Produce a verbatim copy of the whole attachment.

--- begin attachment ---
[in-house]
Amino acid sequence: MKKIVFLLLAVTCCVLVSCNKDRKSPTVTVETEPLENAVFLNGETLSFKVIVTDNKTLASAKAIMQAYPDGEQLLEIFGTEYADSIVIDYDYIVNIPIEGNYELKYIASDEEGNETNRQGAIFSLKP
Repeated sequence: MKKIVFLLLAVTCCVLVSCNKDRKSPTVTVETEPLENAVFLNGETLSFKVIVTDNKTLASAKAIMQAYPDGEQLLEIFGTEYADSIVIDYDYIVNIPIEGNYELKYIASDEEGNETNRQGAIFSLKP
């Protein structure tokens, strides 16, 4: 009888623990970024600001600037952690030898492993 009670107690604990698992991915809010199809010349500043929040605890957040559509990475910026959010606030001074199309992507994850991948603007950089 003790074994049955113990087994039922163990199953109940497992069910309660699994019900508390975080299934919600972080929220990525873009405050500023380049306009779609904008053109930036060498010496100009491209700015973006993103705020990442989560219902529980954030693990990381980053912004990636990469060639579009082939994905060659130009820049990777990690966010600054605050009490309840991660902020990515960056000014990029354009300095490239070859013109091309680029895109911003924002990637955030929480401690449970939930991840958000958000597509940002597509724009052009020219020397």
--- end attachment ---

[in-house]
Amino acid sequence: MKKIVFLLLAVTCCVLVSCNKDRKSPTVTVETEPLENAVFLNGETLSFKVIVTDNKTLASAKAIMQAYPDGEQLLEIFGTEYADSIVIDYDYIVNIPIEGNYELKYIASDEEGNETNRQGAIFSLKP
Repeated sequence: MKKIVFLLLAVTCCVLVSCNKDRKSPTVTVETEPLENAVFLNGETLSFKVIVTDNKTLASAKAIMQAYPDGEQLLEIFGTEYADSIVIDYDYIVNIPIEGNYELKYIASDEEGNETNRQGAIFSLKP
């Protein structure tokens, strides 16, 4: 009888623990970024600001600037952690030898492993 009670107690604990698992991915809010199809010349500043929040605890957040559509990475910026959010606030001074199309992507994850991948603007950089 003790074994049955113990087994039922163990199953109940497992069910309660699994019900508390975080299934919600972080929220990525873009405050500023380049306009779609904008053109930036060498010496100009491209700015973006993103705020990442989560219902529980954030693990990381980053912004990636990469060639579009082939994905060659130009820049990777990690966010600054605050009490309840991660902020990515960056000014990029354009300095490239070859013109091309680029895109911003924002990637955030929480401690449970939930991840958000958000597509940002597509724009052009020219020397």